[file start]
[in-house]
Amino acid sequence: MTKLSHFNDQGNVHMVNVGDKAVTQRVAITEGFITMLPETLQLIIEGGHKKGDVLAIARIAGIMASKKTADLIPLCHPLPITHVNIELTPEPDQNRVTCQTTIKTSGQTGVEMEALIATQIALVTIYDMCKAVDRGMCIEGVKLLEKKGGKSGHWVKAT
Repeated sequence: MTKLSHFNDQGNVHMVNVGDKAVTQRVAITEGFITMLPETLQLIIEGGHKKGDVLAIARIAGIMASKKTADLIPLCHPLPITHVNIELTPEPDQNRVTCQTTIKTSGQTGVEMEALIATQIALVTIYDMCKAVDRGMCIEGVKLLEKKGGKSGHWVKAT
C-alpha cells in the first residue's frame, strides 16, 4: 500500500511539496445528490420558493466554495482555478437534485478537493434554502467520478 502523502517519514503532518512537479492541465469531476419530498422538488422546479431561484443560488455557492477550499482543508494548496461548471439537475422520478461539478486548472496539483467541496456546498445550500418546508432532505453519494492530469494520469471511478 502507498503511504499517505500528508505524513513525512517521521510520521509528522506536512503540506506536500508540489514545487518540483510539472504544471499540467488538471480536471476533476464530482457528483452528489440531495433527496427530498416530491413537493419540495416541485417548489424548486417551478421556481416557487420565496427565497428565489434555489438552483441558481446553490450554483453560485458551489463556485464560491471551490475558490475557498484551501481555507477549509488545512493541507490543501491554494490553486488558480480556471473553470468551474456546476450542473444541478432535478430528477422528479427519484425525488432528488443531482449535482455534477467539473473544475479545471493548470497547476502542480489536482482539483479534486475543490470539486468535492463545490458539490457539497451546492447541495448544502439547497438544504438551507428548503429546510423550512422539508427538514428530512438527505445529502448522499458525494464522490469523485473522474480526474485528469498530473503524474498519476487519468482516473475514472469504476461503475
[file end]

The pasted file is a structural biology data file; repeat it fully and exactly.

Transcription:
[in-house]
Amino acid sequence: MTKLSHFNDQGNVHMVNVGDKAVTQRVAITEGFITMLPETLQLIIEGGHKKGDVLAIARIAGIMASKKTADLIPLCHPLPITHVNIELTPEPDQNRVTCQTTIKTSGQTGVEMEALIATQIALVTIYDMCKAVDRGMCIEGVKLLEKKGGKSGHWVKAT
Repeated sequence: MTKLSHFNDQGNVHMVNVGDKAVTQRVAITEGFITMLPETLQLIIEGGHKKGDVLAIARIAGIMASKKTADLIPLCHPLPITHVNIELTPEPDQNRVTCQTTIKTSGQTGVEMEALIATQIALVTIYDMCKAVDRGMCIEGVKLLEKKGGKSGHWVKAT
C-alpha cells in the first residue's frame, strides 16, 4: 500500500511539496445528490420558493466554495482555478437534485478537493434554502467520478 502523502517519514503532518512537479492541465469531476419530498422538488422546479431561484443560488455557492477550499482543508494548496461548471439537475422520478461539478486548472496539483467541496456546498445550500418546508432532505453519494492530469494520469471511478 502507498503511504499517505500528508505524513513525512517521521510520521509528522506536512503540506506536500508540489514545487518540483510539472504544471499540467488538471480536471476533476464530482457528483452528489440531495433527496427530498416530491413537493419540495416541485417548489424548486417551478421556481416557487420565496427565497428565489434555489438552483441558481446553490450554483453560485458551489463556485464560491471551490475558490475557498484551501481555507477549509488545512493541507490543501491554494490553486488558480480556471473553470468551474456546476450542473444541478432535478430528477422528479427519484425525488432528488443531482449535482455534477467539473473544475479545471493548470497547476502542480489536482482539483479534486475543490470539486468535492463545490458539490457539497451546492447541495448544502439547497438544504438551507428548503429546510423550512422539508427538514428530512438527505445529502448522499458525494464522490469523485473522474480526474485528469498530473503524474498519476487519468482516473475514472469504476461503475